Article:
Yes, Sibylle, if we stay present, then the question on how to spend our time becomes very relevant at any age.

      May you find what you are seeking!

  2. Sarah Rubin on January 22, 2013 at 3:08 pm

    This. Is. Awesome. I so appreciate your perspective, both the long view and the particular view of a woman living her life. I, too, seek truth. And beauty. And the magic that is the universe.
    Sarah Rubin recently posted..Why I Want To Dare GreatlyMy Profile

    • Loran Hills on January 22, 2013 at 4:35 pm

      Truth, beauty and magic sound inspiring to me, Sarah!

  3. Tammy Vitale on January 22, 2013 at 3:18 pm

    Loran – this is fabulous! How lucky you are to have such wonderful role models into old-er-ness. I never knew a grandmother and think I lost because of it. So I’ll enjoy yours vicariously. Atho now I think of it I had my Mom’s older sister, Kat, who lived to 97 and didn’t write letters. I had the honor of rediscovering her in the 1990s and visiting 3 times – she was awesome – I think I will take her as my role model too: curious about what was going on, kept up with farming 30 years after she quit, was fearless, and very very independent right to the end.

    I really love the way you have captured the idea of quantum in your writing. Bravo!
    Tammy Vitale recently posted..Time For……My Profile

    • Loran Hills on January 22, 2013 at 4:36 pm

      We all need good role models for older-ness!

  4. Ellie Di on January 23, 2013 at 10:10 am

    I’m reading The Science of Harry Potter right now, and dude is talking A LOT about quantum physics/mechanics. It’s blowing my tiny mind with all the bizarre things it can (and can’t) explain. I love that you’ve found a measure of self-understanding metaphor in that realm of insane science! How important it is to remember that we have an impact on our own lives (waveforms!) just by observing. Think how much more we could do should we actively participate.
    Ellie Di recently posted..The sea of quarter-life crisis: When I can’t touch bottomMy Profile

    • Loran Hills on January 24, 2013 at 10:06 am

      Ellie, participation after observation is critical.

  5. alexis yael on January 24, 2013 at 9:43 am

    mmmm… juicy explorations here!

    I’m a sucker for quantum physics (my limited understanding of it still thrills me to the core). Wave and particle? Heck Yeah! Light is amazing. And so is everything!

    I have always had this innate love of getting older – I think partially because I knew from a very early age that my life is a complete gift (every second). My dad’s first wife died two years before I was born (on the same day). She was 20 (or 21? Or 19?), hit by a bus. Gone, just like that. And then here’s me, asthmatic (every breath is a gift and I know it). Wouldn’t have been born if she had lived. A gift. Every moment is a gift. Every life. (And every death. Ooooh. Yeah, that one is harder. But just as true.)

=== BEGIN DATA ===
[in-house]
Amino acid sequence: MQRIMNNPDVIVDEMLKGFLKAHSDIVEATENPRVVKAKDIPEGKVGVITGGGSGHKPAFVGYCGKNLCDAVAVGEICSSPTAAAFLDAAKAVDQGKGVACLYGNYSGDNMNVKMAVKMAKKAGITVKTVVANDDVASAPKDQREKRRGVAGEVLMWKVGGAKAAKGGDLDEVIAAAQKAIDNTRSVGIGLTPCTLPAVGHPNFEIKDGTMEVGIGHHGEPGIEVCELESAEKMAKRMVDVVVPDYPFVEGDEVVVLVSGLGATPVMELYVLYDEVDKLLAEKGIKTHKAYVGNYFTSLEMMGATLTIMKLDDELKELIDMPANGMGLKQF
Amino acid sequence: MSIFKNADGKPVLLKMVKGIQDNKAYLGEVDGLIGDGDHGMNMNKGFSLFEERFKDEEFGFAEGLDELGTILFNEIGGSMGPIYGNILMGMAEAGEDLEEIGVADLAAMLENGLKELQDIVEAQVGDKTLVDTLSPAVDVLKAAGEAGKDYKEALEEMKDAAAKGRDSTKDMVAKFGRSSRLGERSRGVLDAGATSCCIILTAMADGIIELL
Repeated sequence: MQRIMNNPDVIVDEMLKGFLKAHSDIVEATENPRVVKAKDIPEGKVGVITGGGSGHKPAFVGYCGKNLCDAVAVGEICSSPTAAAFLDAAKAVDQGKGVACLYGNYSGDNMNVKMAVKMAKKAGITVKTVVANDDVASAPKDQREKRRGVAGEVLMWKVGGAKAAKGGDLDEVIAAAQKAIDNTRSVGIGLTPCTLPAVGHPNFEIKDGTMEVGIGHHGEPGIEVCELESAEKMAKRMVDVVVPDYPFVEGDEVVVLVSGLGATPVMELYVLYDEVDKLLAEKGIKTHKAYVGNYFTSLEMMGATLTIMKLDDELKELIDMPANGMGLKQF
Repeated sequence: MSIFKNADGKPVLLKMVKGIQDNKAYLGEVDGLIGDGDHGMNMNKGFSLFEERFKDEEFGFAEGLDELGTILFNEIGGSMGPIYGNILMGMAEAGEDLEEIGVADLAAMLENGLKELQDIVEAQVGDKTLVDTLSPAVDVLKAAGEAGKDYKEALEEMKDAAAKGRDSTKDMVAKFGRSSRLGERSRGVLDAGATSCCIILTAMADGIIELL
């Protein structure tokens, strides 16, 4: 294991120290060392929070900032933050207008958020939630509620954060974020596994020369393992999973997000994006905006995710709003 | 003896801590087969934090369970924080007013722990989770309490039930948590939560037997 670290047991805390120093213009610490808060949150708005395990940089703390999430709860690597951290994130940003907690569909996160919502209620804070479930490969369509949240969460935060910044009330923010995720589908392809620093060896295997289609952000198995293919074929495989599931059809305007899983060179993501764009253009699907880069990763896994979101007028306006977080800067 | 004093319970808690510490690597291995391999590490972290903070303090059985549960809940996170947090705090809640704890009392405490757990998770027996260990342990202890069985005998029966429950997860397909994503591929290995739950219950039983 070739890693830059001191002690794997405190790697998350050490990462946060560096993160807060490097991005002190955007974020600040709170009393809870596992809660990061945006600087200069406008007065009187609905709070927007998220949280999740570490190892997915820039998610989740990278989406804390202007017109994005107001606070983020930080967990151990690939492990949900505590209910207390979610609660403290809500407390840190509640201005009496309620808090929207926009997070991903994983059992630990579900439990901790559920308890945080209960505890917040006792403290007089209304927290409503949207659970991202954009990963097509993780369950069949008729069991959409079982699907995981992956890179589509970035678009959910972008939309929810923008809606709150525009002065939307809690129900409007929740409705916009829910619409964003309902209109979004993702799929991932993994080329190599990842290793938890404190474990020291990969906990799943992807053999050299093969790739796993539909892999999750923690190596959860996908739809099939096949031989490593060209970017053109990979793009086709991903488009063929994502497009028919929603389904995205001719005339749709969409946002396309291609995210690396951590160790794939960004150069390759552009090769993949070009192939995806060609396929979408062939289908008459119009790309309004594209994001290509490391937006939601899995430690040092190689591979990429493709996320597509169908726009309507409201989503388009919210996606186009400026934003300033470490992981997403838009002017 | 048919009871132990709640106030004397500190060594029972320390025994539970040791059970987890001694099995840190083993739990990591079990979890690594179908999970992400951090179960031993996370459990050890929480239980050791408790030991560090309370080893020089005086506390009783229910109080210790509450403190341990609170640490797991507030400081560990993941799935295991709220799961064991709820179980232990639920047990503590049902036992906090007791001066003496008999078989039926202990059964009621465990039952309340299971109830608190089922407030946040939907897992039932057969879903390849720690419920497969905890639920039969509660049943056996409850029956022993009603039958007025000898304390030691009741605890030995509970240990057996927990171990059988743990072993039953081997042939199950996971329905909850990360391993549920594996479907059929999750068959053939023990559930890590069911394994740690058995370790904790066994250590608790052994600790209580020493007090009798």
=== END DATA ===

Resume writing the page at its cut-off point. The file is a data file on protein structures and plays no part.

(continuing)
I am earning my awesome elderly self by being the most amazing, awesome right now self I can be. I am growing into her, every day, every moment and every moment, every now I am her already: the culmination of every me I ever was. It just gets better and better.

    And if I am hit by a bus (g-d forbid) or struck down before I get to be that awesome 80 year old self, I will already have accomplished this: I am me. Fully. I don’t think anyone who knows me would say differently. I do the best I can, in each moment (and some days are hard, some years are hard and some aren’t) and I am (as is everyone) a gift.

    So I say hell to the yes, friend. We are incredible and miraculous! YES!
    alexis yael recently posted..wabi sabi beautyMy Profile

    • Loran Hills on January 24, 2013 at 10:05 am

      My limited understanding of quantum mechanics doesn’t stop me from trying to figure it out, either, Alexis.

      What an incredible story about your dad’s first wife. And, to learn from her, it’s powerful.

      YES! Indeed.

  6. Priska on February 1, 2013 at 5:30 pm

    We filter our own reality through our senses and mental perceptions.
    We can change our own reality through observation.
    I remember watching the Jetsons and being amazed about what the future might actually hold.
    I’m now in the future with young grandchildren who love talking to me on ‘facetime’.
    I show them what the dog is up to and give them sloppy kisses over the phone.
    They are taking in my love and wacky ways not only auditory, but also by visually observing.
    I get lots of fun wacky responses as well.
    I can observe them from afar, the phone call can change the total reality of my day, their smiles having lit up my life.

    • Loran Hills on February 1, 2013 at 6:42 pm

      Skype and things like FaceTime have probably made a lot of grandparents happy! I love it.